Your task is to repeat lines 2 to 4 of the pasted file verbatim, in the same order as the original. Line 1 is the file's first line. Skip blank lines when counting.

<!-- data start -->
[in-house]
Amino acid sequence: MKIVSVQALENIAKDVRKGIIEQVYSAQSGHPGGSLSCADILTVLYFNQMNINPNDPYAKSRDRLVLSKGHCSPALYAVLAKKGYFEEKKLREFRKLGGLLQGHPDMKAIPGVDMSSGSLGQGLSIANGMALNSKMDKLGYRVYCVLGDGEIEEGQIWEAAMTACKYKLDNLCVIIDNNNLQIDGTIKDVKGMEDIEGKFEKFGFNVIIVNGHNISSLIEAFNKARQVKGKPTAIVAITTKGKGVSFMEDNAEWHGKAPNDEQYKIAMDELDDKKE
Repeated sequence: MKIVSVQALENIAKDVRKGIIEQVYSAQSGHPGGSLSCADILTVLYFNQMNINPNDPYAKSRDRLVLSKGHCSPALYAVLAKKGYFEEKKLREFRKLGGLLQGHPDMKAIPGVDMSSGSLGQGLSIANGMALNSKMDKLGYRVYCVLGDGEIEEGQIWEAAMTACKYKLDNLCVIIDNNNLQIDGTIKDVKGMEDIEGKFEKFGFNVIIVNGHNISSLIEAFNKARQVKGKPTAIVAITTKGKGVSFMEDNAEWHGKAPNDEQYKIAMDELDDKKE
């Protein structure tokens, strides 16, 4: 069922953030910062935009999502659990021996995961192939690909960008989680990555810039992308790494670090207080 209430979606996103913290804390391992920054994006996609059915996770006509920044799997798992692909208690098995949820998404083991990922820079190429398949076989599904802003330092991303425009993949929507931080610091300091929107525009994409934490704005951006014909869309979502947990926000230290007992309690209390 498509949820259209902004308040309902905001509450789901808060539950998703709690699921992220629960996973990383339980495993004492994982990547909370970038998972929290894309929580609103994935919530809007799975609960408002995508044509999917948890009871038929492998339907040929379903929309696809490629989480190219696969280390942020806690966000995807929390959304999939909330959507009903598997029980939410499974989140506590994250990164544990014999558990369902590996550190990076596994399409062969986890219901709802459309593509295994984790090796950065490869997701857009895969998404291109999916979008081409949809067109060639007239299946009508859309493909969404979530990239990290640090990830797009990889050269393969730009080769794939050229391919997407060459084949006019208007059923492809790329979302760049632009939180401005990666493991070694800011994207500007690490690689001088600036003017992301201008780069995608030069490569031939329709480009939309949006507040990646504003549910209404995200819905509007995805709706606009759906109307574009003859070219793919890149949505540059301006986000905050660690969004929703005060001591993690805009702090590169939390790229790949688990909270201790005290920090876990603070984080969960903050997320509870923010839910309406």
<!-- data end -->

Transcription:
Amino acid sequence: MKIVSVQALENIAKDVRKGIIEQVYSAQSGHPGGSLSCADILTVLYFNQMNINPNDPYAKSRDRLVLSKGHCSPALYAVLAKKGYFEEKKLREFRKLGGLLQGHPDMKAIPGVDMSSGSLGQGLSIANGMALNSKMDKLGYRVYCVLGDGEIEEGQIWEAAMTACKYKLDNLCVIIDNNNLQIDGTIKDVKGMEDIEGKFEKFGFNVIIVNGHNISSLIEAFNKARQVKGKPTAIVAITTKGKGVSFMEDNAEWHGKAPNDEQYKIAMDELDDKKE
Repeated sequence: MKIVSVQALENIAKDVRKGIIEQVYSAQSGHPGGSLSCADILTVLYFNQMNINPNDPYAKSRDRLVLSKGHCSPALYAVLAKKGYFEEKKLREFRKLGGLLQGHPDMKAIPGVDMSSGSLGQGLSIANGMALNSKMDKLGYRVYCVLGDGEIEEGQIWEAAMTACKYKLDNLCVIIDNNNLQIDGTIKDVKGMEDIEGKFEKFGFNVIIVNGHNISSLIEAFNKARQVKGKPTAIVAITTKGKGVSFMEDNAEWHGKAPNDEQYKIAMDELDDKKE
């Protein structure tokens, strides 16, 4: 069922953030910062935009999502659990021996995961192939690909960008989680990555810039992308790494670090207080 209430979606996103913290804390391992920054994006996609059915996770006509920044799997798992692909208690098995949820998404083991990922820079190429398949076989599904802003330092991303425009993949929507931080610091300091929107525009994409934490704005951006014909869309979502947990926000230290007992309690209390 498509949820259209902004308040309902905001509450789901808060539950998703709690699921992220629960996973990383339980495993004492994982990547909370970038998972929290894309929580609103994935919530809007799975609960408002995508044509999917948890009871038929492998339907040929379903929309696809490629989480190219696969280390942020806690966000995807929390959304999939909330959507009903598997029980939410499974989140506590994250990164544990014999558990369902590996550190990076596994399409062969986890219901709802459309593509295994984790090796950065490869997701857009895969998404291109999916979008081409949809067109060639007239299946009508859309493909969404979530990239990290640090990830797009990889050269393969730009080769794939050229391919997407060459084949006019208007059923492809790329979302760049632009939180401005990666493991070694800011994207500007690490690689001088600036003017992301201008780069995608030069490569031939329709480009939309949006507040990646504003549910209404995200819905509007995805709706606009759906109307574009003859070219793919890149949505540059301006986000905050660690969004929703005060001591993690805009702090590169939390790229790949688990909270201790005290920090876990603070984080969960903050997320509870923010839910309406």